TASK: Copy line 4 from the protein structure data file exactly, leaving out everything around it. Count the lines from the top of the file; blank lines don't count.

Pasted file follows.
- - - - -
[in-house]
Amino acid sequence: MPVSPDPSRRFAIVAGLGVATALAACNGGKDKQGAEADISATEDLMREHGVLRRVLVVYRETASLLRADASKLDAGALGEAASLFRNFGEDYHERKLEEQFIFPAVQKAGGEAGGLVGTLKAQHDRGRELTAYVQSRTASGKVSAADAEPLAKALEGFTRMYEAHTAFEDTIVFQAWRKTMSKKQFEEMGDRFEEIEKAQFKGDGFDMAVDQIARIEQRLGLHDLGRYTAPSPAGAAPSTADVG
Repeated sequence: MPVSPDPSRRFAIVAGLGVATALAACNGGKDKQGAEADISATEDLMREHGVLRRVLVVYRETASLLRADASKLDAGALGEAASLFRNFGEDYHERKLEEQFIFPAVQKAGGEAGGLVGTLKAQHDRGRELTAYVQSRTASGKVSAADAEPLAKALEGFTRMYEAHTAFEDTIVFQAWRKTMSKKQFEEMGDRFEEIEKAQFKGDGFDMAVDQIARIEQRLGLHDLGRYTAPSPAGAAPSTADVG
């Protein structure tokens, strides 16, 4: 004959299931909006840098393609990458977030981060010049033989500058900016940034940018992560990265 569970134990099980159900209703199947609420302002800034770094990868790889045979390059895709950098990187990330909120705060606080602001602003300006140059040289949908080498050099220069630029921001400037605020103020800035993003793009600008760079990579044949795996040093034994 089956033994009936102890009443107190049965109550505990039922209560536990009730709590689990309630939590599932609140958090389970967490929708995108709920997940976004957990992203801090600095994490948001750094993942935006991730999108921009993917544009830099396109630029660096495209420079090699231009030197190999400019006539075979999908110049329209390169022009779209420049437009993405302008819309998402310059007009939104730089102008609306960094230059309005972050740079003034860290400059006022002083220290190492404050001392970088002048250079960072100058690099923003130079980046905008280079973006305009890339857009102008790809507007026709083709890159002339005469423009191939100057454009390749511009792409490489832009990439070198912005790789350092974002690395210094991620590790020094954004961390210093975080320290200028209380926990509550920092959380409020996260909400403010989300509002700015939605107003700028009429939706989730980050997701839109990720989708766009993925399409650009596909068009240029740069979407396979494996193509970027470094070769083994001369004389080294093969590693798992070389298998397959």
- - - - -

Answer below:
């Protein structure tokens, strides 16, 4: 004959299931909006840098393609990458977030981060010049033989500058900016940034940018992560990265 569970134990099980159900209703199947609420302002800034770094990868790889045979390059895709950098990187990330909120705060606080602001602003300006140059040289949908080498050099220069630029921001400037605020103020800035993003793009600008760079990579044949795996040093034994 089956033994009936102890009443107190049965109550505990039922209560536990009730709590689990309630939590599932609140958090389970967490929708995108709920997940976004957990992203801090600095994490948001750094993942935006991730999108921009993917544009830099396109630029660096495209420079090699231009030197190999400019006539075979999908110049329209390169022009779209420049437009993405302008819309998402310059007009939104730089102008609306960094230059309005972050740079003034860290400059006022002083220290190492404050001392970088002048250079960072100058690099923003130079980046905008280079973006305009890339857009102008790809507007026709083709890159002339005469423009191939100057454009390749511009792409490489832009990439070198912005790789350092974002690395210094991620590790020094954004961390210093975080320290200028209380926990509550920092959380409020996260909400403010989300509002700015939605107003700028009429939706989730980050997701839109990720989708766009993925399409650009596909068009240029740069979407396979494996193509970027470094070769083994001369004389080294093969590693798992070389298998397959």